Our guest blogger is Ashley Rundell, a criminal justice/political science junior serving on Working Group V: Educational Effectiveness. Ashley is in the Honors Program in General Education, and in addition to pursuing academic excellence she is very active on campus. She serves as Financial Secretary for SGA; as a Pride Ambassador; as a Site Leader for Alternative Spring Break; and is a member of the Presidential Service Corps and a Bonner Leadership Scholar. We are grateful to Ashley for sharing her perspective!
When I was first asked to participate in the Middle States self-study, I was unsure how significant my part in the project would be, considering this would be my first time. Despite being heavily involved on campus, becoming familiar with the purpose of Middle States and the process in general seemed foreign to me. From the first meeting I had with my working group, I was introduced to many members of the university whose history at the institution as well as expertise in certain academic programs would be clearly helpful. It was then I asked myself, where exactly does my voice as a student come into play?
Sifting through various documentation, reports and evaluations, I quickly found my answer. Being thoroughly involved in many clubs and organizations on campus, I have experienced many aspects of Widener University that come into the self-study assessment process. Unlike most faculty, staff or administrators, I both live and work on campus all throughout the week right beside the very students Widener strives to serve. This has given me the opportunity over the last few years to not only experience the inner workings of the university’s strategic plan, but also gain insight on where improvement could be the most effective.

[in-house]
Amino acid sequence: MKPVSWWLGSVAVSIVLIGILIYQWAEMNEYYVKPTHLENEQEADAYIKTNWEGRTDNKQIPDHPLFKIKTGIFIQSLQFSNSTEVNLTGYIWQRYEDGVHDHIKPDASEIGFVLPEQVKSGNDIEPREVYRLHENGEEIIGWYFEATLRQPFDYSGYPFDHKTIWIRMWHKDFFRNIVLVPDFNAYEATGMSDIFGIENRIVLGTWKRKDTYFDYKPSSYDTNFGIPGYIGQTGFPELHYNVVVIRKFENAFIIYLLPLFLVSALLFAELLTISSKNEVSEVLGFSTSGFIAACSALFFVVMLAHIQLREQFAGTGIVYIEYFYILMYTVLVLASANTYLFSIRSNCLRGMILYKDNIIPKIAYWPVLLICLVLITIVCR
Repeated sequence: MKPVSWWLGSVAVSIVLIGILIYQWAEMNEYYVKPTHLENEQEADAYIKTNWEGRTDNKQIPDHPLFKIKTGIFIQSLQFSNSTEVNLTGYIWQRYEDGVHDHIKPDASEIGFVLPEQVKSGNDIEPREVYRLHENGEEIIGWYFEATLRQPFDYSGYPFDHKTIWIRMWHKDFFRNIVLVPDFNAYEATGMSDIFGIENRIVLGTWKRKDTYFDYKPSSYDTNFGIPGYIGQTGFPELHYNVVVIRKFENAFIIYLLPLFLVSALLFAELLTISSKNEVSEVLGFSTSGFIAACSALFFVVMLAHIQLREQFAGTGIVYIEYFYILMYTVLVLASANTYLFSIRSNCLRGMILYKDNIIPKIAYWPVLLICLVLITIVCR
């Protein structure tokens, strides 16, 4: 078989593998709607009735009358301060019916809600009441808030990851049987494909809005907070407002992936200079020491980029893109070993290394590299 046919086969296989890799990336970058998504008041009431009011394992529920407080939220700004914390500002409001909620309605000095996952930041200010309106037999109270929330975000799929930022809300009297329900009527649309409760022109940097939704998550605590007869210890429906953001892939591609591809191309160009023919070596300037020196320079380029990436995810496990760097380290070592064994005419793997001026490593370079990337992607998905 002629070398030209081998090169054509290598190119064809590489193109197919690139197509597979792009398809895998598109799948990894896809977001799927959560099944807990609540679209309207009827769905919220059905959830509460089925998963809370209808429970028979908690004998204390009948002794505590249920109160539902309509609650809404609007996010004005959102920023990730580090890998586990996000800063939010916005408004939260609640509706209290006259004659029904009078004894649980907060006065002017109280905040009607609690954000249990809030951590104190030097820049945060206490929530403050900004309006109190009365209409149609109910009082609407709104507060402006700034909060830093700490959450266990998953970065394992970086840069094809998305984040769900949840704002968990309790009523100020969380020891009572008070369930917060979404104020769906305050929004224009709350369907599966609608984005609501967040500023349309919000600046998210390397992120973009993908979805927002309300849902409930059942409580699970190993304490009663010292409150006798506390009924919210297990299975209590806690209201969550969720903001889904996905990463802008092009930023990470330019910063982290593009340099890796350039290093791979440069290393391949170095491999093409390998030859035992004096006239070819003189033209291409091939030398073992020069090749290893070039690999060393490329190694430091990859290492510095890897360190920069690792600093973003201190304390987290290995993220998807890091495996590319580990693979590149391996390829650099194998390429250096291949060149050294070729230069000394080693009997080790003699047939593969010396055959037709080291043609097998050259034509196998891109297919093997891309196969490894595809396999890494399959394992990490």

Specifically being a member of Working Group V, we focus primarily on questions related to educational effectiveness and student learning outcomes. My involvement both inside and outside the classroom has given me an individualized outlook on each proposed inquiry. In the cases concerning general education and student learning objectives, my experiences as a Widener student in various learning environments give me a different view of the level of effectiveness in contrast to a professor. Similarly, working in Student Life as both a Resident Assistant in the Office of Residence Life and an executive board member of the Student Government Association, I am open to how well the institution is offering hands-on development and assessment of the significant impact it has on students.
Since I typically find myself speaking so highly of Widener, primarily of its ability to engage students to prepare them for a successful future, I am fortunate to have been given this opportunity. I can truly say my voice as a student has been fully taken into account and viewed as a primary source when considering how effective the institution is in meeting the new accreditation standards. In my final two years at Widener, I look forward to sharing my experience with students to assure them the university listens to their opinions.
Overall, I have been impressed at how clearly the institution outlines expectations of student success, always with quality transformational outcomes in mind. Being a current Widener student and having the opportunity to both see this commitment to student development as well as the vision moving forward confirms for me how proud I am to be a contributing member of the self-study process. As the weeks progress to the big day when our final outline and recommendations are due, I look forward to continuing to act as a voice for the student body to further Widener’s mission to properly serve students!